Sixteen million Americans have diabetes, yet many are not aware of it. African Americans, Hispanics and Native Americans have a higher rate of developing diabetes during their lifetime. Diabetes has potential long term complications that can affect the kidneys, eyes, heart, blood vessels and nerves. A number of pages on this web site are devoted to the prevention and treatment of the complications of diabetes. (see Diabetes Symptoms)
In diagnosing diabetes, physicians primarily depend upon the results of specific glucose tests. However, test results are just part of the information that goes into the diagnosis of diabetes. Doctors also take into account your physical exam, presence or absence of symptoms, and medical history. Some people who are significantly ill will have transient problems with elevated blood sugars which will then return to normal after the illness has resolved. Also, some medications may alter your blood glucose levels (most commonly steroids and certain diuretics (water pills)).
The TWO main tests used to measure the presence of blood sugar problems are:
1. Direct measurement of glucose levels in the blood during an overnight fast
2. Measurement of the body’s ability to appropriately handle the excess sugar presented after drinking a high glucose drink.
Self Testing Methods
Regular self-testing of your blood sugar tells you how well your combination of diet, exercise, and medication are working. Tests are usually done before meals and at bedtime. More frequent testing may be needed when you are sick or under stress.
A device called a Glucometer can provide an exact blood sugar reading. There are different types of devices. Usually, you prick your finger with a small needle called a lancet, which gives you a tiny drop of blood. You place the blood on a test strip, and put the strip into the device. Results are available within 30 to 45 seconds.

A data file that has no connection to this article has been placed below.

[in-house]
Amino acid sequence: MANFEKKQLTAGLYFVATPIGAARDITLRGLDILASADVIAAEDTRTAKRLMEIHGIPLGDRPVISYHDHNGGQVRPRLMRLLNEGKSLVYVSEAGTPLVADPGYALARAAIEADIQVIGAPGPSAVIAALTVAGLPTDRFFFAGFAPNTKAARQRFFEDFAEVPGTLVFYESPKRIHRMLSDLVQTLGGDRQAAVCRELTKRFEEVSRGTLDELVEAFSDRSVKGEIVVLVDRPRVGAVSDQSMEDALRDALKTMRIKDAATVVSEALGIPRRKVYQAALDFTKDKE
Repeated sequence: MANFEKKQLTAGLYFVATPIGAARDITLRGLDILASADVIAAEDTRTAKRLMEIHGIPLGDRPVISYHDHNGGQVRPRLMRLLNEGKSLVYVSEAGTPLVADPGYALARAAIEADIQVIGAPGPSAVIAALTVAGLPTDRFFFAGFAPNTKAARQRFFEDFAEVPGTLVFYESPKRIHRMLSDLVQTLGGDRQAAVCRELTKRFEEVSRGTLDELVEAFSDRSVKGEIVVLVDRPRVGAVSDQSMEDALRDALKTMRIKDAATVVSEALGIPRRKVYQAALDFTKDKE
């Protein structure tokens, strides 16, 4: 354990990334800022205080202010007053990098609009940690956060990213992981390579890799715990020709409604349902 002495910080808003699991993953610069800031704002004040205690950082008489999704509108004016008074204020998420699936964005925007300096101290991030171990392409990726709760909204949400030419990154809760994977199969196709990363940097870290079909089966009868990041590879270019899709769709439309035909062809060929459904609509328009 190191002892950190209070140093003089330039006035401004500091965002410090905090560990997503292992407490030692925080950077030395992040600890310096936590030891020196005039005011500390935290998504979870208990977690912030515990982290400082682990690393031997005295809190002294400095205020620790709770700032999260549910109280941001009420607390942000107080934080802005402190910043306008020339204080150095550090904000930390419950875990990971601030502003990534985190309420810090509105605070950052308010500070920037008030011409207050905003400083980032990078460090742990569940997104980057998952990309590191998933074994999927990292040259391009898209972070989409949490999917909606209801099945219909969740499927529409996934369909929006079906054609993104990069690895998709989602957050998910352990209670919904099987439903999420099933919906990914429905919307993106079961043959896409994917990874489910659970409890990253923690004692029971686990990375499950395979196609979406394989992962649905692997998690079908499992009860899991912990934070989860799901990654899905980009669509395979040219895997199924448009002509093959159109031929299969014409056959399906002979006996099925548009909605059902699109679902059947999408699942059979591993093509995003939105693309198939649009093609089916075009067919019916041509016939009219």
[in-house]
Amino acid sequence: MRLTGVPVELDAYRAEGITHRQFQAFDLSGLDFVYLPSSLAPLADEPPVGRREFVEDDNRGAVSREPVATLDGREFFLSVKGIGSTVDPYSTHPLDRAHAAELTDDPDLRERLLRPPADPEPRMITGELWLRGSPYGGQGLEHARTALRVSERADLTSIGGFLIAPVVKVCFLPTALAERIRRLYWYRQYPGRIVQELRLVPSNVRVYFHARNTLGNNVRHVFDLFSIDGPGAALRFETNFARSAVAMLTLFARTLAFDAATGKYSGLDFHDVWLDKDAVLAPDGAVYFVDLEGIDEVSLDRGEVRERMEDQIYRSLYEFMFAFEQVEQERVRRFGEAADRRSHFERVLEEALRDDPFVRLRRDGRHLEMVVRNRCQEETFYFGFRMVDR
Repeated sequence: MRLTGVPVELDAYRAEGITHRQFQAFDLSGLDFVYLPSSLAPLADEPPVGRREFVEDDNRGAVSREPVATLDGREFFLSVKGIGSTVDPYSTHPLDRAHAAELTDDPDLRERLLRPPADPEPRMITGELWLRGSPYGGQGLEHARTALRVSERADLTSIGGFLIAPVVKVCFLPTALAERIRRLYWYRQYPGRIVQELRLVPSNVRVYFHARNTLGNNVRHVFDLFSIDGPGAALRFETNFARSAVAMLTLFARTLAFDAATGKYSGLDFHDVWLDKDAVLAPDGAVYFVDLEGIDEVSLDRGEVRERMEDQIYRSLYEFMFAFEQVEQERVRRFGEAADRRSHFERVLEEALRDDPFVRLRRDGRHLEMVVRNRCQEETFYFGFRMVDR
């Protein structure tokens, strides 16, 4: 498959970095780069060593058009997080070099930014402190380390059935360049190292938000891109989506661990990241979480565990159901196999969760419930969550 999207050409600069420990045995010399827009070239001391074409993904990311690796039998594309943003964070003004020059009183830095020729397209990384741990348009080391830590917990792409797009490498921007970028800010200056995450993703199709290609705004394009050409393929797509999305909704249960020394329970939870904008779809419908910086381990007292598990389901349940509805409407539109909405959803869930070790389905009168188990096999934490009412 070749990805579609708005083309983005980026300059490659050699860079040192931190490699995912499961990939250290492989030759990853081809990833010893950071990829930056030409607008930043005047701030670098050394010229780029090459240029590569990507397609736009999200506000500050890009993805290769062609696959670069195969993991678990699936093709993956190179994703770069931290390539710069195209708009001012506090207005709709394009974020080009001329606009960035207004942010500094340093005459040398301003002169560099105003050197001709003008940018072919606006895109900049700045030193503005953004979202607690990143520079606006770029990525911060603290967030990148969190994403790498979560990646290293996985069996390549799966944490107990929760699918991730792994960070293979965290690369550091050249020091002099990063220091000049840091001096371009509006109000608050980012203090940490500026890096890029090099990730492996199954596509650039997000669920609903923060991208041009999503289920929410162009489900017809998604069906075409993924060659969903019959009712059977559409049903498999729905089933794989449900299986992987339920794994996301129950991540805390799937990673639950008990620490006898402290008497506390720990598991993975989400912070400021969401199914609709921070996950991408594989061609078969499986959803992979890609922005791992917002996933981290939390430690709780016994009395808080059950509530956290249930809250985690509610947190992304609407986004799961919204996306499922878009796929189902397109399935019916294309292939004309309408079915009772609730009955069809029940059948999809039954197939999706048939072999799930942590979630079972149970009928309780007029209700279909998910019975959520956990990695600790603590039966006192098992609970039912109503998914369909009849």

A health care provider or diabetes educator will help set up an appropriate testing schedule for you. You will also be taught how to respond to different ranges of glucose values obtained when you self-test.
The results of the test can be used to adjust meals, activity, or medications to keep blood sugar levels in an appropriate range. Testing provides valuable information for the health care provider and identifies high and low blood sugar levels before serious problems develop. Accurate record keeping of test results will help you and your health care provide plan how to best control your diabetes. There are 20.8 million children and adults in the US with diabetes, and nearly one-third of them (or 6.2 million people) do not know it!